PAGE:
Anyone who’s ever laid awake in the early hours ruminating over life’s seemingly endless challenges, will also love this idea from Gretel Killeen.
The Australian writer and performer addressed an event I attended recently and delivered a stand-out address to a crowd of business women.
‘Shush the noise’
Seated casually on a high stool she encouraged us to start making a distinction between the noise of our minds and the real problem at hand.
“Break the noise and hysteria down to a problem and then try and solve it,'” she said with enviable clarity.
Noise = rumination, according to Gretel.
And the problem with rumination is that it diminishes our power.
When it comes to authentic success, being brave is where it’s at.
“Take every opportunity life presents to push out the picket fence in your yard,” said Gretel.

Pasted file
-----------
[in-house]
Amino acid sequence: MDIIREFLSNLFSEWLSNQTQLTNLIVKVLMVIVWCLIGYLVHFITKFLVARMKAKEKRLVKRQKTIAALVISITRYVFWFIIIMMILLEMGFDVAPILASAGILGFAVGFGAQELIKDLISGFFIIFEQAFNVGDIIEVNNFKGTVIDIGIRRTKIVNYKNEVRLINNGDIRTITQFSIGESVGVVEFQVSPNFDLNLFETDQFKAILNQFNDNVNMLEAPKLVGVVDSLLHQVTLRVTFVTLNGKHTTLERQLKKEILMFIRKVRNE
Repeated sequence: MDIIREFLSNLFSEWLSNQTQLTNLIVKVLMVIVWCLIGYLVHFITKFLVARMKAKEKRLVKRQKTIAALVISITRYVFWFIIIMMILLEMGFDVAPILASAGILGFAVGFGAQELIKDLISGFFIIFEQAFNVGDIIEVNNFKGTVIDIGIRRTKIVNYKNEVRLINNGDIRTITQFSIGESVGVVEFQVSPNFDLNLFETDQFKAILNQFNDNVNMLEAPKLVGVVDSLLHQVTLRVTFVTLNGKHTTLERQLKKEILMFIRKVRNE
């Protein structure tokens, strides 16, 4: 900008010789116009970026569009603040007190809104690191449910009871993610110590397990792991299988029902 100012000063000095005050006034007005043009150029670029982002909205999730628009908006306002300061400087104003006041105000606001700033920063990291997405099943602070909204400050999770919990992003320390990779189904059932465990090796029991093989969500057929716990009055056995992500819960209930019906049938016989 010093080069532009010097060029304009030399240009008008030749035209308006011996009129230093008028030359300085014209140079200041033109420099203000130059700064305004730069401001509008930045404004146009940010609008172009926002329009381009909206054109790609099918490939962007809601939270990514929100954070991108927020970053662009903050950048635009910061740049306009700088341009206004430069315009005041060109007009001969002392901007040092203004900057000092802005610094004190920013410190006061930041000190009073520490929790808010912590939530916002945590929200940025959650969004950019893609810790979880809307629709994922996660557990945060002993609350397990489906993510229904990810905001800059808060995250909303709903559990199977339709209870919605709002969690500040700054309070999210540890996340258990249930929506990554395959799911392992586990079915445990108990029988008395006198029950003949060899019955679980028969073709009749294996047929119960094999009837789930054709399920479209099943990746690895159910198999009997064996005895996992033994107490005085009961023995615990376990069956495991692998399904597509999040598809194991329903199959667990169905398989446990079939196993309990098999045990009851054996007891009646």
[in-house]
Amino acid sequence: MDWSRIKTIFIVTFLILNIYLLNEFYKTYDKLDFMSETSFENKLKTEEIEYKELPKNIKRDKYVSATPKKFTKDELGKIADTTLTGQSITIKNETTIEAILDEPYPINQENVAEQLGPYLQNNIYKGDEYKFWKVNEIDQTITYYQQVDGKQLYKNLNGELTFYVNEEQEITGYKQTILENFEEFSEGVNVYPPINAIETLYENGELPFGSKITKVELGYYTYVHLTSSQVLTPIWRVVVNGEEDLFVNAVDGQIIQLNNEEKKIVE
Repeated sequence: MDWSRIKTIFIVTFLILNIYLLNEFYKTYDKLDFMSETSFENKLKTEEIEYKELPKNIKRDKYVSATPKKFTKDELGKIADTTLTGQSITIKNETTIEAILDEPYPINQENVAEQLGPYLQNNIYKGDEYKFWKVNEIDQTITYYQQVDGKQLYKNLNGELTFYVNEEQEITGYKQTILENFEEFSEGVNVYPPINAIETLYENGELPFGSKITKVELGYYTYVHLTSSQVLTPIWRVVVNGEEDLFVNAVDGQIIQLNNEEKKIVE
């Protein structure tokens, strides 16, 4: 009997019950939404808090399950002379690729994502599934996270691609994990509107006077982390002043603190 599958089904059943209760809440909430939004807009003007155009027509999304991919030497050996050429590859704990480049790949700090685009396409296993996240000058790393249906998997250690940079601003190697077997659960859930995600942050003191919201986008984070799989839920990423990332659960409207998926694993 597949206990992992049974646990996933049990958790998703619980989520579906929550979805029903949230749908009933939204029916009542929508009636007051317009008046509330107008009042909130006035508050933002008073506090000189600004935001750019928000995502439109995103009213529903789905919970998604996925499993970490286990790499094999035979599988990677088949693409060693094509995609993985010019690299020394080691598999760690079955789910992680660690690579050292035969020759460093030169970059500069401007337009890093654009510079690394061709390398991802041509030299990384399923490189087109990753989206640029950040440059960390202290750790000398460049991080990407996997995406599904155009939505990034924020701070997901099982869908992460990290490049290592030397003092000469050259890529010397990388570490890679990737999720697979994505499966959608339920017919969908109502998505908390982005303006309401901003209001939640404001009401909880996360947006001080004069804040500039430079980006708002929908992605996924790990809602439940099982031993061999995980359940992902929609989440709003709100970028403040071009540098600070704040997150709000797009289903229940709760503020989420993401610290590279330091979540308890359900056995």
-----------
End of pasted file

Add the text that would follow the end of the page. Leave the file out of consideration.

In other words, face your problems head-on and don’t be afraid to back yourself to think clearly.
Gretel’s succinct approach to problem-solving reminded me of something I read recently in Stephanie Dowrick’s fantastic book, Choosing Happiness: Life & Soul Essentials.
A book (or should I say tome given it’s so large!) I read as directed by Stephanie in her introduction with a “wide variety of entry points.”*
Simply put, Stephanie advises anyone ruminating over a problem to grab a notepad and pen (yes, even at 3am).
Next, in a tidy line of dot points write down everything that’s worrying you, in order of urgency.
Then when you’re ready, (this could be the next day) spend some time writing down a proposed solution for each of your points.
A rosy outcome
Note: Proposed solution is the key phrase here, because while you may never truly tick said item off your list completely, the mere fact of writing down a proposed solution sends a signal to your brain that you’re tidying things up.
In other words, following this process helps to kill your endless questions have more clarity around your situation and feel more decisive.
The consequences might even leave you feeling (even just a little bit) happier.
*When I am feeling particularly stuck I repeat my question silently in mind and flip open to a random page of the book. And inexplicably enough, Stephanie’s advice resonates every time.